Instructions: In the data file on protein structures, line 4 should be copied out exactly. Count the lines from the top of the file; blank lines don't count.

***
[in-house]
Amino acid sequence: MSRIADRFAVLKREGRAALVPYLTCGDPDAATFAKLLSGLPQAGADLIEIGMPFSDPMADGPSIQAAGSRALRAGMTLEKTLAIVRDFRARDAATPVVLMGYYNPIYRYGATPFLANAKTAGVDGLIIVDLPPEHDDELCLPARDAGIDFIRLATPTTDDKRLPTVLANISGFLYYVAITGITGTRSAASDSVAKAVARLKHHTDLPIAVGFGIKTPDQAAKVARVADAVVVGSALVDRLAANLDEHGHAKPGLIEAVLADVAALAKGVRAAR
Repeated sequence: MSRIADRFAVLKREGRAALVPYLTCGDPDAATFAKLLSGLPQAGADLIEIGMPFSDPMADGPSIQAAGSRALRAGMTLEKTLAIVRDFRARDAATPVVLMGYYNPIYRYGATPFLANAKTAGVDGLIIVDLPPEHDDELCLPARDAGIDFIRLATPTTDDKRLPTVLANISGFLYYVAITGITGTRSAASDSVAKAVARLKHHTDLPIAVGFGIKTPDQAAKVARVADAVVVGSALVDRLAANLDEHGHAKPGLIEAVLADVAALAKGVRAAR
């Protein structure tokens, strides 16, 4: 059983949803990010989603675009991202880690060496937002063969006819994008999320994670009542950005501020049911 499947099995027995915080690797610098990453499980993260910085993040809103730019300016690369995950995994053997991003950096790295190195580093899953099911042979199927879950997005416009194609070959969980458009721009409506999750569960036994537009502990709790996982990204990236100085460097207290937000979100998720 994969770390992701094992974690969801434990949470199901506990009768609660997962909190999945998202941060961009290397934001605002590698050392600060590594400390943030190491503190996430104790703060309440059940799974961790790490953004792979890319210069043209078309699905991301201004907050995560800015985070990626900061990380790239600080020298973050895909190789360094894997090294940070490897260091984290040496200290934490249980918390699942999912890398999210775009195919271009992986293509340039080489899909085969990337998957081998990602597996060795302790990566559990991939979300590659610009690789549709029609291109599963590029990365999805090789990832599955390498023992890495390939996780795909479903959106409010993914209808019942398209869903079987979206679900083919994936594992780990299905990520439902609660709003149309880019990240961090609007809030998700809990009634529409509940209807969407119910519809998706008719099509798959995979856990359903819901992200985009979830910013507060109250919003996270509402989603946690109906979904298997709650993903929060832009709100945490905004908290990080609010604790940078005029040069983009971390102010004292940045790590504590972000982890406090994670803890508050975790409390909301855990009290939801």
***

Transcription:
């Protein structure tokens, strides 16, 4: 059983949803990010989603675009991202880690060496937002063969006819994008999320994670009542950005501020049911 499947099995027995915080690797610098990453499980993260910085993040809103730019300016690369995950995994053997991003950096790295190195580093899953099911042979199927879950997005416009194609070959969980458009721009409506999750569960036994537009502990709790996982990204990236100085460097207290937000979100998720 994969770390992701094992974690969801434990949470199901506990009768609660997962909190999945998202941060961009290397934001605002590698050392600060590594400390943030190491503190996430104790703060309440059940799974961790790490953004792979890319210069043209078309699905991301201004907050995560800015985070990626900061990380790239600080020298973050895909190789360094894997090294940070490897260091984290040496200290934490249980918390699942999912890398999210775009195919271009992986293509340039080489899909085969990337998957081998990602597996060795302790990566559990991939979300590659610009690789549709029609291109599963590029990365999805090789990832599955390498023992890495390939996780795909479903959106409010993914209808019942398209869903079987979206679900083919994936594992780990299905990520439902609660709003149309880019990240961090609007809030998700809990009634529409509940209807969407119910519809998706008719099509798959995979856990359903819901992200985009979830910013507060109250919003996270509402989603946690109906979904298997709650993903929060832009709100945490905004908290990080609010604790940078005029040069983009971390102010004292940045790590504590972000982890406090994670803890508050975790409390909301855990009290939801």